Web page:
And now for something completely different!

I’m never quite sure how to define ‘literature’ as opposed to other novels, poems and plays that are not considered ‘literary’, but I feel safe in saying that anything written by Leo Tolstoy is going to be classed as such.

I’m up to Chapter 18 (section 1) and have only just met the eponymous heroine and barely a glance so far.  The book-sleeve informs me of a ‘famous legend surrounding the creation of Anna Karenina’ where ‘Tolstoy began writing a cautionary tale about adultery and ended up by falling in love with his magnificent heroine.’  Well, so far, so remarkable…for a character who has only been mentioned in passing and who has uttered very few words, I’m fascinated!

The story so far I am finding utterly captivating.  I cannot tell exactly why yet, other than the characters are vivid, and a storyline which I would feel bored by in the hands of another author, is dealt with with such a fine balance of lightness and humour that I’m compelled to keep reading.  We have a marital dispute among aristocracy, a farming (although wealthy) man who feels out of place in the city, a meddling mother and a match seemed already doomed to fail.  Very Jane Austen when I put it like that, but Austen would not keep me reading through my summer holiday!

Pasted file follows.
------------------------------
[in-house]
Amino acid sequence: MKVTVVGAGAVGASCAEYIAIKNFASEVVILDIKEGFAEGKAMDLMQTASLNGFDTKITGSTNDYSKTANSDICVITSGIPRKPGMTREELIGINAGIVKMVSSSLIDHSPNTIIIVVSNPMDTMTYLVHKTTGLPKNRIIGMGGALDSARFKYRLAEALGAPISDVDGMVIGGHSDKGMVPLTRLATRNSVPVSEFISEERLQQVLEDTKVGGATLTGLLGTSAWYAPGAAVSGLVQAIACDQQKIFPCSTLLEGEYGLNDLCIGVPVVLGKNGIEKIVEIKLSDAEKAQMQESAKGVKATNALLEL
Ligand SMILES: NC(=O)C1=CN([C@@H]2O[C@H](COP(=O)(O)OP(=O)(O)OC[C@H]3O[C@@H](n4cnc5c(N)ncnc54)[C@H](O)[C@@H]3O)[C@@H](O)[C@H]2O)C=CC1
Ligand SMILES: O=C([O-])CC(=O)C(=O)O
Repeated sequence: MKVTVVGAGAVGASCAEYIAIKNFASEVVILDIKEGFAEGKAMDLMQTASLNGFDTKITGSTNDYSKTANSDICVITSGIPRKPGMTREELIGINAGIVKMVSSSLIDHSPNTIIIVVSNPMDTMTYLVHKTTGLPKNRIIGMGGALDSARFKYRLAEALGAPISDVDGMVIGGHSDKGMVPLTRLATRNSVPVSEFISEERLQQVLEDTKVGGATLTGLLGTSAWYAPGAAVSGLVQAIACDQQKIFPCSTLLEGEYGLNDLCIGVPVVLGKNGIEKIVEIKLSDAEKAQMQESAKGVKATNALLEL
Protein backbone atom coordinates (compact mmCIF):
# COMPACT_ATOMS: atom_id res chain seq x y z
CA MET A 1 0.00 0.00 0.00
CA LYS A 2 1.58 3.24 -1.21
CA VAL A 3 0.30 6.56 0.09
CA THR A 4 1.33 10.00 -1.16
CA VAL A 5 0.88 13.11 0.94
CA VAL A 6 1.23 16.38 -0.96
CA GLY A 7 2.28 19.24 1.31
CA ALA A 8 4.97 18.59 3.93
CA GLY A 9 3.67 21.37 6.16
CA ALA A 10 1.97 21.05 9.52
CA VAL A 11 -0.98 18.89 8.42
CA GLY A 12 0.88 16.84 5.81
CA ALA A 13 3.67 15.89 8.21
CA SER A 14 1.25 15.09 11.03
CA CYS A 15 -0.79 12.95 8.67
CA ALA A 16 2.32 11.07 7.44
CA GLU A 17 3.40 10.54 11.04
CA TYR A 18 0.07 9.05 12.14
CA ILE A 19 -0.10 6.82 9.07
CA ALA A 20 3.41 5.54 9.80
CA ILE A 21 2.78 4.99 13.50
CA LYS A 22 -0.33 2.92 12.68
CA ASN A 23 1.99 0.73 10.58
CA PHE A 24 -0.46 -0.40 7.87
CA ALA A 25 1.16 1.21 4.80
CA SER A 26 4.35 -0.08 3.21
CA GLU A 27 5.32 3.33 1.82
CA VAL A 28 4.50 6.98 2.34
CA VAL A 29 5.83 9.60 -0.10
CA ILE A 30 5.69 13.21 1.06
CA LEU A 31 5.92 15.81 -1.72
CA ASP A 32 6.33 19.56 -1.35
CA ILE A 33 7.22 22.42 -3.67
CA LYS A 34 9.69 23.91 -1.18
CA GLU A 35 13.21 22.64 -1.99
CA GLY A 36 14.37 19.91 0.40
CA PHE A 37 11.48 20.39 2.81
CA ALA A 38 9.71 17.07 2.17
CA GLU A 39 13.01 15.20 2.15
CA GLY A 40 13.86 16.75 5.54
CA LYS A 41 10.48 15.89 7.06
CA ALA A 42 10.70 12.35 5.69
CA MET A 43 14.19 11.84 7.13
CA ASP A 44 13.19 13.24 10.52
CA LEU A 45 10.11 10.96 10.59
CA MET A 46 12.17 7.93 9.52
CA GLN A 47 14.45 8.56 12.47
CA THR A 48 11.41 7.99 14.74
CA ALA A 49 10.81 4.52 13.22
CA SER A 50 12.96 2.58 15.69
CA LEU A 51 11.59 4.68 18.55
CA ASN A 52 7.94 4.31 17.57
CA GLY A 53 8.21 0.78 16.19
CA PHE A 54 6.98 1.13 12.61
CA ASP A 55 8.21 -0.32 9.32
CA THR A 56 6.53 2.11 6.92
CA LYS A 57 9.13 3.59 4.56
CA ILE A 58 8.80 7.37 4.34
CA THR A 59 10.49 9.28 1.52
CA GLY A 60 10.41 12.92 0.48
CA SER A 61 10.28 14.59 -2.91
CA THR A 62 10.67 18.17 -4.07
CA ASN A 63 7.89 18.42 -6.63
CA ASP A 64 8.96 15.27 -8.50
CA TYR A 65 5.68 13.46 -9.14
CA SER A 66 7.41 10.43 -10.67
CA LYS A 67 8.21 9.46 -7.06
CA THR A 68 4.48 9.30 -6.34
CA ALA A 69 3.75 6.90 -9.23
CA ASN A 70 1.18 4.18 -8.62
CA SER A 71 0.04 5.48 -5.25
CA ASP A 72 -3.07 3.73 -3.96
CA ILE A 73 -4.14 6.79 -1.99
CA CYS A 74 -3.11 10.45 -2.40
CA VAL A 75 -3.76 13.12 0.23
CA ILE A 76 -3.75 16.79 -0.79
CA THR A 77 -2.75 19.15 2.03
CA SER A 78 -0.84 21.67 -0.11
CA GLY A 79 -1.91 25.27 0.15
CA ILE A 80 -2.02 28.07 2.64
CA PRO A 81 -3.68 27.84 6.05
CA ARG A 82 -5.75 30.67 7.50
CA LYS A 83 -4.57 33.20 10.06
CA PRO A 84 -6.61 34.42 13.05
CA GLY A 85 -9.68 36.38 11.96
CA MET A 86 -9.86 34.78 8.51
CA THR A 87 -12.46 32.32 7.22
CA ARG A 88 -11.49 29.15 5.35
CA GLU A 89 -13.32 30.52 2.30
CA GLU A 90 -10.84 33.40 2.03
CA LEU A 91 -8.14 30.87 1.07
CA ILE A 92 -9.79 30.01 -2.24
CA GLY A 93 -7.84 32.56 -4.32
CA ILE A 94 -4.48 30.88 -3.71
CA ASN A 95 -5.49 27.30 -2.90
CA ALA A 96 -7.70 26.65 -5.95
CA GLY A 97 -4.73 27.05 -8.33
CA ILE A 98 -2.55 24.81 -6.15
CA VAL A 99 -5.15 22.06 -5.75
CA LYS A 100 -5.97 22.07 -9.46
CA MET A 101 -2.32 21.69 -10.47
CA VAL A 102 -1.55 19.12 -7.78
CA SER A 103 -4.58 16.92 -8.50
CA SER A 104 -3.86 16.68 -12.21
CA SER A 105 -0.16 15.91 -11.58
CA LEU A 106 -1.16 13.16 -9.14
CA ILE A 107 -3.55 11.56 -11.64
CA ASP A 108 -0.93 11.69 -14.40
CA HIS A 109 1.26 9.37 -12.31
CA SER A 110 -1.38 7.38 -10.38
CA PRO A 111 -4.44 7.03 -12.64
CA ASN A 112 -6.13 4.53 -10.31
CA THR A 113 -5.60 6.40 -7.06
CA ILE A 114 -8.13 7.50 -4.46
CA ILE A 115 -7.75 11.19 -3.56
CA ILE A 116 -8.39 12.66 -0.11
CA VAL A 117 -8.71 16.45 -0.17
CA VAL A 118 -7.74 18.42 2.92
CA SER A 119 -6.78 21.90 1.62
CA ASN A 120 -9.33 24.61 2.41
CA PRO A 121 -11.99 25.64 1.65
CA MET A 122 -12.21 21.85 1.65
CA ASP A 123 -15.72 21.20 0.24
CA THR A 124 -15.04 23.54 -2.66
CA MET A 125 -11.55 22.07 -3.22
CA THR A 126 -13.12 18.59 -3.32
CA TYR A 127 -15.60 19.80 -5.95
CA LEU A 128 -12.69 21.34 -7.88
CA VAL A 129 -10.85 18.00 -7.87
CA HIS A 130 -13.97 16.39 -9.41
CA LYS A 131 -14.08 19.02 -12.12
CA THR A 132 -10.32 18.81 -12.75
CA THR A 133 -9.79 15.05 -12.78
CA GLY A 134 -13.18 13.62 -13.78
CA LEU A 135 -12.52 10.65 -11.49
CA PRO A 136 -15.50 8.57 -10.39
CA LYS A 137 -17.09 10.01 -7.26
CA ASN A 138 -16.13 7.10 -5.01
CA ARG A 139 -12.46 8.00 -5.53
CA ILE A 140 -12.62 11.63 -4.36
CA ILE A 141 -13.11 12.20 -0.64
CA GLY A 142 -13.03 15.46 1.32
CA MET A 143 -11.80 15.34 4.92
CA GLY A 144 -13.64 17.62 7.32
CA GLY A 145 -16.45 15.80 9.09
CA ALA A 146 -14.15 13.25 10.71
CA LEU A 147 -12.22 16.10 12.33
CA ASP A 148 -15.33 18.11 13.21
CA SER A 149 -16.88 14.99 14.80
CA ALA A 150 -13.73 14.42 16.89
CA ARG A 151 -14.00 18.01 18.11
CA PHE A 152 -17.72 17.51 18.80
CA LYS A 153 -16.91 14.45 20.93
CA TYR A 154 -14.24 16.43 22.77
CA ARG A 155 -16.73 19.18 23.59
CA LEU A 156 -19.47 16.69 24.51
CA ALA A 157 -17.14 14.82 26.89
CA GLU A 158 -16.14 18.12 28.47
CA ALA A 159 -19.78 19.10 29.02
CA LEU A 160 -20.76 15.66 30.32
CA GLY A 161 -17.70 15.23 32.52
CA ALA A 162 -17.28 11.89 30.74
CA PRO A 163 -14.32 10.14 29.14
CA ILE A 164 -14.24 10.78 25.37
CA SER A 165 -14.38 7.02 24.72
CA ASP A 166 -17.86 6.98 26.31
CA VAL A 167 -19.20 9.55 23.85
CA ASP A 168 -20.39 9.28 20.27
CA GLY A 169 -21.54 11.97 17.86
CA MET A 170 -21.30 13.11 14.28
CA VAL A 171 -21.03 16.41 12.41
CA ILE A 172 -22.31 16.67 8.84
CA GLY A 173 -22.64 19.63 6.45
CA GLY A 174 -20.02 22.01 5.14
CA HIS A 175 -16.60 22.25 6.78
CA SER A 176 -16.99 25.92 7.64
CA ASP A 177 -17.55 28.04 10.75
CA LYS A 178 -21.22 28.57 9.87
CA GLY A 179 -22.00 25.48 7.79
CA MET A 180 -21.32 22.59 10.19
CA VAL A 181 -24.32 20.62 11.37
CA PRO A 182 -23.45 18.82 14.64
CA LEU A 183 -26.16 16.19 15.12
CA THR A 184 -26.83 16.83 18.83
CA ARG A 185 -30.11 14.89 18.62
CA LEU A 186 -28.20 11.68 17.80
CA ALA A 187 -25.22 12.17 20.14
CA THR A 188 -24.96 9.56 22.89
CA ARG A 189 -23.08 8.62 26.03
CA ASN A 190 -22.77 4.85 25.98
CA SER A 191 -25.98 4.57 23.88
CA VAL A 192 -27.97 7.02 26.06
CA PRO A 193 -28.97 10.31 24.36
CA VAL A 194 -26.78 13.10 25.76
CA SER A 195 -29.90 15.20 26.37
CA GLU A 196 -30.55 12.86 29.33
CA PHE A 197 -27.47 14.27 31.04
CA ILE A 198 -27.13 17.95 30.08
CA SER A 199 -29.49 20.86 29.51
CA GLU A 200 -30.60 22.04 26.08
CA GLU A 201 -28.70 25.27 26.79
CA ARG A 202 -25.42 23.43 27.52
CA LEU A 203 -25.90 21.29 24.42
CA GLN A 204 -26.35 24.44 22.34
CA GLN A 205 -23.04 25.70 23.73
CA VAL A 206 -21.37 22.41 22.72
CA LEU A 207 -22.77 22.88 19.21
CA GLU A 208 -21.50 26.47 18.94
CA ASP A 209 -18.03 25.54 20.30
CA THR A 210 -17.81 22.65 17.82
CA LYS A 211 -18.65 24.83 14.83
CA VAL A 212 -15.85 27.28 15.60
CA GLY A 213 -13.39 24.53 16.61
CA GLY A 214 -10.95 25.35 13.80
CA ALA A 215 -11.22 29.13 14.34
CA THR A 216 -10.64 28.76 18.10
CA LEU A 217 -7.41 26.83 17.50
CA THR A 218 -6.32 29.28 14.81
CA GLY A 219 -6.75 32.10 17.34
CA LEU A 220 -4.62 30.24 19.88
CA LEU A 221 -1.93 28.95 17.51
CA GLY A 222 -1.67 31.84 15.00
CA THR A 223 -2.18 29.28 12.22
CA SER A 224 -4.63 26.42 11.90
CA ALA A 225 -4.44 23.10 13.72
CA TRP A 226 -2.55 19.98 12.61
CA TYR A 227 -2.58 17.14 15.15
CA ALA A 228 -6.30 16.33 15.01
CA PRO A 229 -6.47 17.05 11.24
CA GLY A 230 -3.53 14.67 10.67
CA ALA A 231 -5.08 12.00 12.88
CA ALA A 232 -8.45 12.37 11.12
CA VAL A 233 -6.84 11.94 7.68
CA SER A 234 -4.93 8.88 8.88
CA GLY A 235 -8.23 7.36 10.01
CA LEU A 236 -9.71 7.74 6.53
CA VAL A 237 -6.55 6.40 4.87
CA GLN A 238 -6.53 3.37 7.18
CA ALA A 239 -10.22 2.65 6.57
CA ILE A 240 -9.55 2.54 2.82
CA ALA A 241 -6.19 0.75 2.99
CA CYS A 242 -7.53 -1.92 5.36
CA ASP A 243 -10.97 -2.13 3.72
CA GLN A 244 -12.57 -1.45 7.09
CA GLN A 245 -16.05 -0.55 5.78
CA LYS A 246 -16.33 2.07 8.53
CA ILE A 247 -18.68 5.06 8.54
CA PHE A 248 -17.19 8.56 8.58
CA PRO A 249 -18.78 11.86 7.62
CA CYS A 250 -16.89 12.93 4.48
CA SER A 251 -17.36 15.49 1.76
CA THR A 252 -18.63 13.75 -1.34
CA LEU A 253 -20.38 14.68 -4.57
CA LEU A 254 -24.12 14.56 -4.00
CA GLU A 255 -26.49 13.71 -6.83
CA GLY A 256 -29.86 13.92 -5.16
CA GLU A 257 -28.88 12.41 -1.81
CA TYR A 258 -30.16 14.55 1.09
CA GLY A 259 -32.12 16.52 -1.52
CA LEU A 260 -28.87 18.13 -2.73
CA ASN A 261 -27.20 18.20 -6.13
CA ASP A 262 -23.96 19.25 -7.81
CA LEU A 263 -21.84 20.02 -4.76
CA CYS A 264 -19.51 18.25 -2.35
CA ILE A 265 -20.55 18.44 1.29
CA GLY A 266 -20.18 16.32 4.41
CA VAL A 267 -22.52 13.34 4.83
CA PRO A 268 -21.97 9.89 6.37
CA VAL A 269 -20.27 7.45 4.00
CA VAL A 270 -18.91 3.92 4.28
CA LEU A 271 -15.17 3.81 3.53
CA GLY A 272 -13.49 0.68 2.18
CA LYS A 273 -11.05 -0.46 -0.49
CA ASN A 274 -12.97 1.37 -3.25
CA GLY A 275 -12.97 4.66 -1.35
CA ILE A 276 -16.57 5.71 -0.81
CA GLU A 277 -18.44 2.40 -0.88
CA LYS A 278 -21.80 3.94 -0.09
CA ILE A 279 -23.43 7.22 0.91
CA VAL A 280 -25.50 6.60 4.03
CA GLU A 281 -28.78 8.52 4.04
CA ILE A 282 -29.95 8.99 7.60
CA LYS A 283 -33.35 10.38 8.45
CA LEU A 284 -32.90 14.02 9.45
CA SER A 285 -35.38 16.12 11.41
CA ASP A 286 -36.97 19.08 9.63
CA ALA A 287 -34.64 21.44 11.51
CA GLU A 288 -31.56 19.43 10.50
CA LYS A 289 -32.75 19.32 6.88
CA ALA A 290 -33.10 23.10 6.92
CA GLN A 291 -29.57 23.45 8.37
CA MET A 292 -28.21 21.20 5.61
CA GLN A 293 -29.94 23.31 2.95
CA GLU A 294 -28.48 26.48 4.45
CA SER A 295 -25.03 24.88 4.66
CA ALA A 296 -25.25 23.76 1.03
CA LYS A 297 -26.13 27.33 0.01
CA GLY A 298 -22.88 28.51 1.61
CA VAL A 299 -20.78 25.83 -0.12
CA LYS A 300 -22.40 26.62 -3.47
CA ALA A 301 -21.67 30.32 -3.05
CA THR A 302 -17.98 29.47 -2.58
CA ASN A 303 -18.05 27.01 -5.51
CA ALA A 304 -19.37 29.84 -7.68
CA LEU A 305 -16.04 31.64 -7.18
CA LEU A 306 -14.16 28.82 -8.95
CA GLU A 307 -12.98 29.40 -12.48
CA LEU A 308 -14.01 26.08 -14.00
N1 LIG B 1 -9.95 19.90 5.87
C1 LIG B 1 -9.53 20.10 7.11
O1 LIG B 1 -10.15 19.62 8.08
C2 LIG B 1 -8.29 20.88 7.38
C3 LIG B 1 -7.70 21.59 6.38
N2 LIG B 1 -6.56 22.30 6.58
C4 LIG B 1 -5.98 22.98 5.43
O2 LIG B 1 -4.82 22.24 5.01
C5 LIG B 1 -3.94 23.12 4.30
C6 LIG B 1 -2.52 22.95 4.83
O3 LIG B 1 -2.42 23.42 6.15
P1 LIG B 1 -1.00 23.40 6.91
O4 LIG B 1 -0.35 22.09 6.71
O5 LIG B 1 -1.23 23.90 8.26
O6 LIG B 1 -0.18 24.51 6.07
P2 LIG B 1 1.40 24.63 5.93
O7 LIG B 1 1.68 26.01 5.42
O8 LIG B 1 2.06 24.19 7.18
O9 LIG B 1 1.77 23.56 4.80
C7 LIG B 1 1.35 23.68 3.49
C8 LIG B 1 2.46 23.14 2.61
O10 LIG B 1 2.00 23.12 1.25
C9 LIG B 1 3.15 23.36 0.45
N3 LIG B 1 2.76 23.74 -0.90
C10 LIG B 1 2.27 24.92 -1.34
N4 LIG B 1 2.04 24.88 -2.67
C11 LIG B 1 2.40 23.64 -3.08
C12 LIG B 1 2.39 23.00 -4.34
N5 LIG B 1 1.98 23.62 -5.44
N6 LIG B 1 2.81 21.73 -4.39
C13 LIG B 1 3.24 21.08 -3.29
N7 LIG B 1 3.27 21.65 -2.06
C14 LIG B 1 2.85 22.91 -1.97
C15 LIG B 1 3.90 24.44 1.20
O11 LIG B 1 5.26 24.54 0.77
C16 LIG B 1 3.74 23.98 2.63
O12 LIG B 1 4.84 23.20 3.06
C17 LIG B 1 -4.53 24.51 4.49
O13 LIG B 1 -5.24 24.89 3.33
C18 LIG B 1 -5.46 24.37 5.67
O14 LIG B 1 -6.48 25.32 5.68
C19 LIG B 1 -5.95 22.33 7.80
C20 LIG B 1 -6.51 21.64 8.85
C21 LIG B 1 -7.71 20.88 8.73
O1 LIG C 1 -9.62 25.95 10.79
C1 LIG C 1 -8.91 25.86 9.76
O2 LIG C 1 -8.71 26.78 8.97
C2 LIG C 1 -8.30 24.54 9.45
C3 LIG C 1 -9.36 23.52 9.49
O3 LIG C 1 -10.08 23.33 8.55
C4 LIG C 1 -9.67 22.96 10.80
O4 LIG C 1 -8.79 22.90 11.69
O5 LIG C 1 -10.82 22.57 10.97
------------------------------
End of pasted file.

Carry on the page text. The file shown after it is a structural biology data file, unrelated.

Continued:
As when I read ‘The Count of Monte Cristo’ last summer, I can see why this classic is a classic.  And as with The Count, I’m not put off by the nearly 1,000 pages…

I look forward to finding out where Anna fits into her own story!

 

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The Goose Girl – all finished!

I throughly enjoyed this book.